His defense, however, remained very solid. He was the best defensive centerfielder in the Yankees system, and Torre made use of him as a LIDR and pinch-runner.
The high point of Bubba's career thus far came on September 19, 2005. The Yankees were locked in a division race with the Red Sox; that month, every game counted. Every game was like a playoff game. And that night, Bubba hit the first walkoff homer of his life, sending the crowd, his teammates, and an entire city into ecstasy.
The season didn't end well, though. The Yankees ended up losing the ALDS to the Angels in five games. In Game 5, Gary Sheffield and Bubba collided in center-right field. That let the ball drop in. Two runs scored, which turned out to be the game...and the series. It was clearly Bubba's ball, but the crowd noise was so loud they couldn't hear each other.
Some fans blamed Bubba, some blamed Sheff, but the real blame probably lies with Torre. The problem was Sheffield was simply not used to Bubba's range and aggressiveness. Bernie Williams would never have gotten there. If Torre had used Bubba more often, instead of trotting out Tony Womack, Matt Lawton, and Ruben Sierra (none of whom hit better than Bubba and all of whom were a lot worse on defense), maybe he and Sheff would be used to each other, and the collision wouldn't have happened.
During the Hot Stove season that year, there was talk of Bubba being the Yankees' starting centerfielder. Joe Girardi thought Bubba had the talent to be an everyday player, and wanted to give him the chance. But Cashman, perhaps realizing that if he didn't get a superstar, Torre would keep using Bernie Williams, ended up signing Johnny Damon. Bubba was disappointed, but took it well, even giving up his number 18 to Damon without asking any recompense. (Damon, being the kind of guy he is, gave Bubba a Rolex anyway.)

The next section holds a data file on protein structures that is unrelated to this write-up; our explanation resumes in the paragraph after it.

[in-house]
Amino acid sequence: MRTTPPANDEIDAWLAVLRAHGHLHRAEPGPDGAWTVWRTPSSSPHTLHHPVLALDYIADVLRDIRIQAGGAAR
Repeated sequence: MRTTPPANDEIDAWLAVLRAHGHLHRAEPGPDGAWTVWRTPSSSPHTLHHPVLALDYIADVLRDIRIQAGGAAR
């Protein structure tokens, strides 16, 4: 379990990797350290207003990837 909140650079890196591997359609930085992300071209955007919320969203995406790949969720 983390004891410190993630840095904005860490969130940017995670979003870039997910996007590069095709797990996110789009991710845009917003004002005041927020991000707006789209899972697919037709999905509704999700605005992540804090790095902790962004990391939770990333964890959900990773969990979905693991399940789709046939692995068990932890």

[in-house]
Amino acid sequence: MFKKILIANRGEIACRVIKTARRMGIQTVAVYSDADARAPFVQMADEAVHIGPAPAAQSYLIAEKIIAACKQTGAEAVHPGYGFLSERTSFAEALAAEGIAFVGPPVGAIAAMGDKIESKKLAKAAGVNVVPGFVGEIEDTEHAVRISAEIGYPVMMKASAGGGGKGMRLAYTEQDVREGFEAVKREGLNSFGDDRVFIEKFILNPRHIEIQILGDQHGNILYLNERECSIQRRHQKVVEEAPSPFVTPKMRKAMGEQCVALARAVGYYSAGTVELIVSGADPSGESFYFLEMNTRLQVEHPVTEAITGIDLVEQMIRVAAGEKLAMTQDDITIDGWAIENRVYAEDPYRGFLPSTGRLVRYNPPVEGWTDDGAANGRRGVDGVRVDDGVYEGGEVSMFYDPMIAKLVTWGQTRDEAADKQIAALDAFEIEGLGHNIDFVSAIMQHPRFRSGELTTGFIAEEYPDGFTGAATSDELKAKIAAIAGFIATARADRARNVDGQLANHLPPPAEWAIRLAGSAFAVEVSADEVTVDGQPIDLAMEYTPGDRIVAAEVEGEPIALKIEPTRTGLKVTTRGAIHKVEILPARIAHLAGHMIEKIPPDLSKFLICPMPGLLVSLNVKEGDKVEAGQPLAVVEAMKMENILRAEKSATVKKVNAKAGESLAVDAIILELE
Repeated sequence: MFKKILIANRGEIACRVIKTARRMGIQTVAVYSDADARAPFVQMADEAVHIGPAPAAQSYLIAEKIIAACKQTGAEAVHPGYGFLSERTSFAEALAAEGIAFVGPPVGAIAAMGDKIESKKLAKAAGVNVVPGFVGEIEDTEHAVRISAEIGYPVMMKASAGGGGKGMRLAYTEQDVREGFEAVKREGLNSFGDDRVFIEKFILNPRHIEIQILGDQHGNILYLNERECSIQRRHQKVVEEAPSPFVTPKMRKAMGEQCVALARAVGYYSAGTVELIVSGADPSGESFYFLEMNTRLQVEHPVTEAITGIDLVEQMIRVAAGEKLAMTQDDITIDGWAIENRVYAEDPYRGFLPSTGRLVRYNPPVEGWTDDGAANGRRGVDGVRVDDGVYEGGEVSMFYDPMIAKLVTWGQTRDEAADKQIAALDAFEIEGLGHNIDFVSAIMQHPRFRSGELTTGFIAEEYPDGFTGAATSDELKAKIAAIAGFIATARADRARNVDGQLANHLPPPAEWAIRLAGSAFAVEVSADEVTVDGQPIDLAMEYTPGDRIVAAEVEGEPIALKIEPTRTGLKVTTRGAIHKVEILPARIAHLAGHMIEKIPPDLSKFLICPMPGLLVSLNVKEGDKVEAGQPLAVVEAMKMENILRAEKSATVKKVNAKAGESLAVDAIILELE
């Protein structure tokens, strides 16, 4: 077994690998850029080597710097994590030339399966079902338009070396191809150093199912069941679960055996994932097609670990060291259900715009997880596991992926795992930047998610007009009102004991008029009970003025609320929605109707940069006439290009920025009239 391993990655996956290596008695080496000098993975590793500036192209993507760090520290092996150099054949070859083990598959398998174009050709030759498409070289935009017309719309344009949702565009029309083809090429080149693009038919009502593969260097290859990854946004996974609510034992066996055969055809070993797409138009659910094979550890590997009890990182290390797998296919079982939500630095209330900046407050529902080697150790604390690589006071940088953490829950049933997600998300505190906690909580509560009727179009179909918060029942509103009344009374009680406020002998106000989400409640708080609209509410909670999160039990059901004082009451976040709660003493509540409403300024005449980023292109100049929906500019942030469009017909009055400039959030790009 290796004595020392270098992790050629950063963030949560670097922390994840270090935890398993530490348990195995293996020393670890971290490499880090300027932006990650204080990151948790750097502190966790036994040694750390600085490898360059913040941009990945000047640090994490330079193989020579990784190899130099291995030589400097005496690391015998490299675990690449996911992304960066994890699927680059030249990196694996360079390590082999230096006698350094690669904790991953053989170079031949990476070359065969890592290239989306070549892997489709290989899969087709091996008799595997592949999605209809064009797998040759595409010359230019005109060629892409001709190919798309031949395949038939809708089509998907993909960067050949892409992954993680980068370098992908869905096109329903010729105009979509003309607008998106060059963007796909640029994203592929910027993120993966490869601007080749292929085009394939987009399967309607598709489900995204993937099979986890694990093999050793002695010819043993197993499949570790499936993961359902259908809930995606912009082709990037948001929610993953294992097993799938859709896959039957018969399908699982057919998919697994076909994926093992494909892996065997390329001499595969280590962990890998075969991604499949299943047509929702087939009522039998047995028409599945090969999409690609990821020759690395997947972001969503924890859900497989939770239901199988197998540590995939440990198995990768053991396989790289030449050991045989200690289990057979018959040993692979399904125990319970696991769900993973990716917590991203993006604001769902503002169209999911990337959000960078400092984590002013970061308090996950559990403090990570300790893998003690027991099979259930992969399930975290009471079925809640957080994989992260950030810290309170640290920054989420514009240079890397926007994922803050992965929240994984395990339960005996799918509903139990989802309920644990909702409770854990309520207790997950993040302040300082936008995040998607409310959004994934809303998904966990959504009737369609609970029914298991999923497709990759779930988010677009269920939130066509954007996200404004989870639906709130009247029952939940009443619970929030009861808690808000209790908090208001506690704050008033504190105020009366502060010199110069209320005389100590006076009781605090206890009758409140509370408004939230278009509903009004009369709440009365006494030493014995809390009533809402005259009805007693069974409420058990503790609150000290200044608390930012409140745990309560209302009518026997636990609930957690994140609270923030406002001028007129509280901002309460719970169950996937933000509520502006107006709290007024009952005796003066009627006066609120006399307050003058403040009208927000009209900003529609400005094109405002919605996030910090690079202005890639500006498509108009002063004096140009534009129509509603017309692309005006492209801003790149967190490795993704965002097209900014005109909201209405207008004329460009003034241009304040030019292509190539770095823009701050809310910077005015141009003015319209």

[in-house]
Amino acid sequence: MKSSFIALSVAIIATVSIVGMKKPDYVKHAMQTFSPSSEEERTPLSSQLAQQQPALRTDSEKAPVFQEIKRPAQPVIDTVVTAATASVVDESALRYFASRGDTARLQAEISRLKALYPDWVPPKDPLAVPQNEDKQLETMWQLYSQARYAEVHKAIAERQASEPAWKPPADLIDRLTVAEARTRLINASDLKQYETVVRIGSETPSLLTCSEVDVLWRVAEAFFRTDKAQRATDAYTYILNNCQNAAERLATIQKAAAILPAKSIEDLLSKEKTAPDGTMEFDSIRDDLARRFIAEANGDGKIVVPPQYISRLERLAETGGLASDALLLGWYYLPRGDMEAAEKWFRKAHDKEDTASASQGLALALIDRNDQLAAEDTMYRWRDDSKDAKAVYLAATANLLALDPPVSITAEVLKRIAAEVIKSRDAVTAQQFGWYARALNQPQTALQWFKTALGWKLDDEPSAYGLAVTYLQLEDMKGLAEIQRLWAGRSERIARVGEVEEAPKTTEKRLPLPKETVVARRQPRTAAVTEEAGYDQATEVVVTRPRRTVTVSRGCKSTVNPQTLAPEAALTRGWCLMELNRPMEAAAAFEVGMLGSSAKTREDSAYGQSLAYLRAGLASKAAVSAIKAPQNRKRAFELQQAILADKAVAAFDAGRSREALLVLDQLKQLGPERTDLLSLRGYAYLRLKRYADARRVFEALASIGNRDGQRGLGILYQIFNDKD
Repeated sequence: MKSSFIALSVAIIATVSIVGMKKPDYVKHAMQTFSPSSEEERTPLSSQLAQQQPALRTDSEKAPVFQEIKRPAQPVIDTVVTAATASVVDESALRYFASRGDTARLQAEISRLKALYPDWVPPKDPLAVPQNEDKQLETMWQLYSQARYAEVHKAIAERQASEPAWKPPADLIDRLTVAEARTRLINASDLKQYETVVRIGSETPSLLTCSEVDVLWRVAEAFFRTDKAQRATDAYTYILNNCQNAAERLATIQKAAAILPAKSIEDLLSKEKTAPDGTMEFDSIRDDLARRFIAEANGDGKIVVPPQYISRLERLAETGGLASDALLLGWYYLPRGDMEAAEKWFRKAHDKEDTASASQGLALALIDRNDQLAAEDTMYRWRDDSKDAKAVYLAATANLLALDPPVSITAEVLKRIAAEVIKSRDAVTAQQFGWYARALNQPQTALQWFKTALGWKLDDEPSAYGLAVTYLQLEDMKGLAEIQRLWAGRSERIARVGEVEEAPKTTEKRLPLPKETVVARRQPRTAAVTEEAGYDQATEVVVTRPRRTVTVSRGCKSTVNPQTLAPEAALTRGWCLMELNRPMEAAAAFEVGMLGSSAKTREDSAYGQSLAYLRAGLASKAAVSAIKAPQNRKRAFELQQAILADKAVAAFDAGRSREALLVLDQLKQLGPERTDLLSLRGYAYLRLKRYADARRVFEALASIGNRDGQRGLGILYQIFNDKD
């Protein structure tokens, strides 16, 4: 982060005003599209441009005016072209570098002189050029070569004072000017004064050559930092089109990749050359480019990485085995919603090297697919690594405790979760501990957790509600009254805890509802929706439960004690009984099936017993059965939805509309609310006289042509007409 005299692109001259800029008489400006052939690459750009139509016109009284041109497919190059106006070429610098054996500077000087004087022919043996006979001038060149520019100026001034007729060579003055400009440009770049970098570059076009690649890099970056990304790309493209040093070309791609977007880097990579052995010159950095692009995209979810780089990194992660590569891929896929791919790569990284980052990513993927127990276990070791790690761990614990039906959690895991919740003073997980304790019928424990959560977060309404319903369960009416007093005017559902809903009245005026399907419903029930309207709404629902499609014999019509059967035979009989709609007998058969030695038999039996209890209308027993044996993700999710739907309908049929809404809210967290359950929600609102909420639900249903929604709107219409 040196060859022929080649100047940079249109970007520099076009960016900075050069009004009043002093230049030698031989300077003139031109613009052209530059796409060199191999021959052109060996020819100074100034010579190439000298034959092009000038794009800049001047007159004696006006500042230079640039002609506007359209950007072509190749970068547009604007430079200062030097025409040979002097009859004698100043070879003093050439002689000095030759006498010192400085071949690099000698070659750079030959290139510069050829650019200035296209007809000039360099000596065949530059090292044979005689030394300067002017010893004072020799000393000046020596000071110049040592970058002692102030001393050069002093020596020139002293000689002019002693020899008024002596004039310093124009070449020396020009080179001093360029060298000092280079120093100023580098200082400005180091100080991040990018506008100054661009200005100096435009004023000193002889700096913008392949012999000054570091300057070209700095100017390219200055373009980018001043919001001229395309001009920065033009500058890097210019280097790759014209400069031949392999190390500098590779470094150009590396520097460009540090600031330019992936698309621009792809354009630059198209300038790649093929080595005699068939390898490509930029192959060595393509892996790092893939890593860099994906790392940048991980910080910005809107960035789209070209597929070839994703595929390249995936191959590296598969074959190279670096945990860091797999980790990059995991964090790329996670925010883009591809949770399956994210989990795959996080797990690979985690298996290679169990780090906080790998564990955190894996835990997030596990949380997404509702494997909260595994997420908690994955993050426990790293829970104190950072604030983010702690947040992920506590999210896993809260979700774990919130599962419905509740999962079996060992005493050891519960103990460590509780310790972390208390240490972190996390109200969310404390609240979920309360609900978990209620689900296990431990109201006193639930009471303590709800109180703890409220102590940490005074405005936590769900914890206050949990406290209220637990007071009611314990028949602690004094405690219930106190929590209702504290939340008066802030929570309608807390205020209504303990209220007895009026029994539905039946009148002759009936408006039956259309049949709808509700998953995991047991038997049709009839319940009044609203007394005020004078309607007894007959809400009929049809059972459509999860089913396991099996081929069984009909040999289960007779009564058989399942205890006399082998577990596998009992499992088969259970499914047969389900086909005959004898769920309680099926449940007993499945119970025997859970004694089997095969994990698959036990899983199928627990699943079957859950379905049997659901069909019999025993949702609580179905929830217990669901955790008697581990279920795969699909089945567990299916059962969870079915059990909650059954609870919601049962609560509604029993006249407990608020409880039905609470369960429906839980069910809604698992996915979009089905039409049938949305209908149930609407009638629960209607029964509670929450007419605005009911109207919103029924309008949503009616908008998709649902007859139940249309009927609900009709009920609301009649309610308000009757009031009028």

Girardi ended up leaving the Yankees to manage the Marlins. He tried to trade for Bubba during spring training, but the Yankees refused.
For awhile, it looked like Bubba would finally get his chance in 2006. Yankees outfielders Gary Sheffield and Hideki Matsui both suffered what appeared to be season-ending wrist injuries. Bubba was getting the opportunity to play regularly, and was doing okay, hitting .286 AVG / .333 OBP / .357 SLG in May...when he injured his hamstring running out what should have been a double. He was out almost a month, and when he returned, Melky Cabrera and Bernie Williams had laid claim to the corner outfield spots. Bubba got very little playing time, and was designated for assignment on August 4, to make room for another pitcher.
He cleared waivers and was outrighted to Columbus, where he became the starting centerfielder and leadoff hitter. He was expecting to be called up when rosters expanded in September, but utility infielder Miguel Cairo injured his hamstring, and the Yankees decided to call up infielder Andy Cannizaro instead. Bubba was disappointed, but understood.
He became a minor league free agent at the end of the season. On November 10, 2006, he signed a major league contract with the Cincinnati Reds - the first Yankee grabbed off the free agent list. He did not make the opening day roster, however - a victim of the emergence of Rule 5 pick Josh Hamilton, also a lefty outfielder.
Bubba was cut late in spring training, cleared waivers, and accepted assignment to the Triple-A Louisville Bats. He would probably have been called up eventually; the Reds went through outfielders like Kleenex that season. But he played only two weeks for the Bats. He spent the rest of the season on DL with left shoulder tendinitis. Finally, on July 20, 2007, he had season-ending shoulder surgery. They hoped he would be fully recovered in time for spring training, but he wasn't. He signed a minor league contract with the Mariners in February 2008, but was released the day after he reported to camp when he failed his physical. He is currently a free agent again.
Bubba has a business degree from Rice University. In the off-season, he makes his home in the Houston area.